I can truthfully tell you, without reservation, that I am one of “the have’s”. This is not because of anything I used to have, or thought I had, or what one day I might have. It comes down to what I have right now…in the here and now! I can neither explain it, nor can I possibly justify it. Nevertheless, I know that I know, I know, that I am a child of the living God!

In March of 1972, at age twenty-seven, on an otherwise bright, sunny Friday afternoon, I asked Christ Jesus to come into my life. Unbeknownst to me, for two years missionaries at the Stonecroft Headquarters had been fervently praying for my salvation. Suddenly, in the twinkling of an eye, tears began streaming down my face; these were hot tears, cleansing tears!

I suppose one might say this was an anointing from on high. I distinctly remember experiencing absolute relief; as if a huge boulder had been lifted from off my shoulders. But the emotions that went racing through my mind that day were not merely experiential. After all, human emotions can be deceiving! No, there was a resounding rush from within the depths of my soul! I sometimes give pause as I gratefully reflect upon the events of that day; for not only was it a ‘life-changing’ moment, but more so, my life has changed every moment since!

Jesus continued to identify Himself as the ‘Good Shepherd’ where He explains: I KNOW MY SHEEP AND MY SHEEP KNOW ME (repeat).

It’s rather curious that Jesus compares Himself to that of a lowly shepherd. For like that woman at the well, Jews viewed shepherds contemptuously, for they were among the very dregs of society. And yet, the prophet Isaiah clearly identifies that the Jewish Messiah would be a type of shepherd where he writes: “We all like sheep have gone astray, each has turned to his own way; but the Lord has laid on Him the iniquity of us all” [Isaiah 53:6].

In some respects people are like sheep. We possess a ‘herdsman mentality’. And by that I mean we like to “go with the flow”! We find comfort and a sense of belonging among those who share our same values, thoughts and opinions. But there’s another side to us as well. We have a penchant towards roaming; we venture off on our own so as to draw attention to ourselves and to gain stature.

Yes, it takes a Good Shepherd to know each woolly lamb in His flock! Each having its own identifying marks. And when one lamb strays from the herd, the Good Shepherd leaves the ninety and nine to retrieve the one that is lost. I especially like the proverb that says: “Know well the condition of your flocks, and pay attention to your herds” [Proverbs 27:23].

On this occasion, Jesus might have scanned the audience; surmising their lack of spiritual discernment. He said to them: “…but you do not believe because you are not among My sheep. My sheep hear My voice, and I know them, and they follow Me.”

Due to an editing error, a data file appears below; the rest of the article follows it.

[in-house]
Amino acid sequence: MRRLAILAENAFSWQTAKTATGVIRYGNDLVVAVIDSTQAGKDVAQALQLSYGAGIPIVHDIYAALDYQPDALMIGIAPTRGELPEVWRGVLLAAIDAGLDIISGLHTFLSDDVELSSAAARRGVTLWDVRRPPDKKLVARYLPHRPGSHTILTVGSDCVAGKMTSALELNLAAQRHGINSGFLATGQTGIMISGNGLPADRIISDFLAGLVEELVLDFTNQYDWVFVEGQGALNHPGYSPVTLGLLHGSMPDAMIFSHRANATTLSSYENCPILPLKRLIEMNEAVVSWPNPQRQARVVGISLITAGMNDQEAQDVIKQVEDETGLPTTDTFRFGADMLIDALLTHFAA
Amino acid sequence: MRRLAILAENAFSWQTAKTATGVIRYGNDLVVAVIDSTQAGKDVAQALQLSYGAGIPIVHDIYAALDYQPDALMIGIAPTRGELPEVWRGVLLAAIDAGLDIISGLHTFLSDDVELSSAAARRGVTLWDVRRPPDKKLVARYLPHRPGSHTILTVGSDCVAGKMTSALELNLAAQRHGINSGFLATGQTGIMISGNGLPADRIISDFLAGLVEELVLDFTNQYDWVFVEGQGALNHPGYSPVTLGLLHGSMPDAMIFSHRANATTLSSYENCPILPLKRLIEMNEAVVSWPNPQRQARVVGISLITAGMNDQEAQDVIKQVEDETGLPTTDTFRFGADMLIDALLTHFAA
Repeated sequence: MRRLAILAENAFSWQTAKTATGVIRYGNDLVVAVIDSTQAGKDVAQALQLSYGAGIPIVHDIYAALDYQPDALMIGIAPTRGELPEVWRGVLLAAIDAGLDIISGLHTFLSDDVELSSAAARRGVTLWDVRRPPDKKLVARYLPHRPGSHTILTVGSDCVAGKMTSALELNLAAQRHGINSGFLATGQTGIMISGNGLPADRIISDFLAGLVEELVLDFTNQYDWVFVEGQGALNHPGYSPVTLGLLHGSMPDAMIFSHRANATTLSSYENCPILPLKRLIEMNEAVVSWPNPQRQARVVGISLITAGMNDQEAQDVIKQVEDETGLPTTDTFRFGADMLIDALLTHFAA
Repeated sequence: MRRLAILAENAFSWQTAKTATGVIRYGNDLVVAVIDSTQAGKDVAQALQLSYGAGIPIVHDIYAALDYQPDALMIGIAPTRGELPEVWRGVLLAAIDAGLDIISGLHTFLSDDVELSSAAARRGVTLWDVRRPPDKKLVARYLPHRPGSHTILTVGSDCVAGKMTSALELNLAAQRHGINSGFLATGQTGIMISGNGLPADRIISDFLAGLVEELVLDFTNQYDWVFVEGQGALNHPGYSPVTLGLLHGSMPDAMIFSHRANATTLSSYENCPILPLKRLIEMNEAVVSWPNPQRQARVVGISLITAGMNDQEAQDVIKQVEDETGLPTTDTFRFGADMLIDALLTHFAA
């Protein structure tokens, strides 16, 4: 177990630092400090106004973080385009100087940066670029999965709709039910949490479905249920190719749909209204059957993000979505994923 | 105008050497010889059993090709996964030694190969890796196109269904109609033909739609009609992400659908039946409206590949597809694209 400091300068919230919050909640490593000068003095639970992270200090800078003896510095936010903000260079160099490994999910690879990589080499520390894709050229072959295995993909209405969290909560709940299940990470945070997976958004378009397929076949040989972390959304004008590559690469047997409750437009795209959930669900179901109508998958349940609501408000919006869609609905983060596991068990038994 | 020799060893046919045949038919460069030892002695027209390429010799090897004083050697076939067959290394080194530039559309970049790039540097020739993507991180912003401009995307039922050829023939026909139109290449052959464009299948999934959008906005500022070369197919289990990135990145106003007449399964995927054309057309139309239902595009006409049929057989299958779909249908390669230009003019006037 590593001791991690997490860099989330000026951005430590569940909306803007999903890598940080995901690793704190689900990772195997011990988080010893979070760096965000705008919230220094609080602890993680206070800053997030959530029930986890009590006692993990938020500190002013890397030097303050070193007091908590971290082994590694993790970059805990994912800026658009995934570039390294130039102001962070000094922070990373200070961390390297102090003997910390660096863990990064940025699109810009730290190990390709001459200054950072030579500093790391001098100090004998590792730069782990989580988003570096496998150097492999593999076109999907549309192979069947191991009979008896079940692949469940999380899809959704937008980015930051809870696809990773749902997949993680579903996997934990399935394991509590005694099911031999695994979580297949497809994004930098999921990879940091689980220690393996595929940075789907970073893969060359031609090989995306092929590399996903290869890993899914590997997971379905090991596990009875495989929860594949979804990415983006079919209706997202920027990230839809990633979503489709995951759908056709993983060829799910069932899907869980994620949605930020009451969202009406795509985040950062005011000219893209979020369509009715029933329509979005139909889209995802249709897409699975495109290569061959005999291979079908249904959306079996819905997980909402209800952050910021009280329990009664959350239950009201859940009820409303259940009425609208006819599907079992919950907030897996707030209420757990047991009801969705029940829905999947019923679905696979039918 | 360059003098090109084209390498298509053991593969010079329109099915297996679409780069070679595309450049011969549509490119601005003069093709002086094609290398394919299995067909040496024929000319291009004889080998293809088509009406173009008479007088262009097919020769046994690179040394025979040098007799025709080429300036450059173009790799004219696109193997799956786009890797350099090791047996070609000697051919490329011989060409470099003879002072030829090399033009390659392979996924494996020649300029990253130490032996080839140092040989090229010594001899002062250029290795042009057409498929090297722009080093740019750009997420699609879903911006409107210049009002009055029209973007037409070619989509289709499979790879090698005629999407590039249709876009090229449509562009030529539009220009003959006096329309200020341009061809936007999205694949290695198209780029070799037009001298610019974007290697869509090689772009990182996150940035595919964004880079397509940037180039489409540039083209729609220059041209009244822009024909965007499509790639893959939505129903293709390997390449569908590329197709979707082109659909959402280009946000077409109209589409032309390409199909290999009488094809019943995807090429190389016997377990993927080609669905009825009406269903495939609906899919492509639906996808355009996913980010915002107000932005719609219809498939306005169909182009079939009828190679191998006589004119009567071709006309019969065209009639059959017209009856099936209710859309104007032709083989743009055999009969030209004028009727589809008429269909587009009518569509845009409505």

At dusk, when the Good Shepherd gathers the flock inside the sheep pen, they huddle around Him. As the darkness overshadows them there’s a sense of tranquility and peace. And that’s because they know His voice. His soothing voice which resonates throughout the herd as He calls out to each one by name.

To the Good Shepherd these are not ‘nameless creatures’; any more than people are nameless. The Good Shepherd calls each of us by name; for we, too, have identifying marks. These marks might be scars received from an ill-fated past. Instead of having been prayed for, some among us have been preyed upon! Only the Good Shepherd can soothe such painful hurts.

Assuming, of course, we belong to His flock!

But regardless of our past, no matter how checkered it might be, we can find solace in this certainty where the Lord says: I GIVE THEM ETERNAL LIFE (repeat).

Jesus continues His discourse where He says: “I give them eternal life, and they will never perish, and no one will snatch them out of My hand. My Father, who has given them to Me, is greater than all, and no one is able to snatch them out of the Father’s hand. I and the Father are one.”

This is one of the greatest assurance passages in all of Scripture! It leaves no nagging doubts, for if you are among His sheep, you have a name, and you have a place in His heavenly kingdom. A kingdom where you will find rest unto your souls! Conversely, if you are not counted among His sheep, you, too, will live eternally…or should I say you will exist eternally; separated from the love of God!

It did not escape my notice, nor yours, when Jesus ends His discourse by saying: “I and the Father are One.” In essence, Jesus was publicly pronouncing that He is of God, is God, and that He shall always be God! There is no mistaking what the Lord meant by this!

Allow me to close with this thought in mind. “When you believe God as He is revealed in Christ Jesus, you believe all His promises. Confidence in the

Person involves confidence in all that He speaks: hence we accept all the promises of God as being sure and certain.”

Dearly beloved, don’t remain nameless; don’t be one of the “have not’s”. Instead, while you are in ‘the living years’, make a name for yourself; so that you, too, may be counted among those who “have”…both now and forevermore!

Let us pray…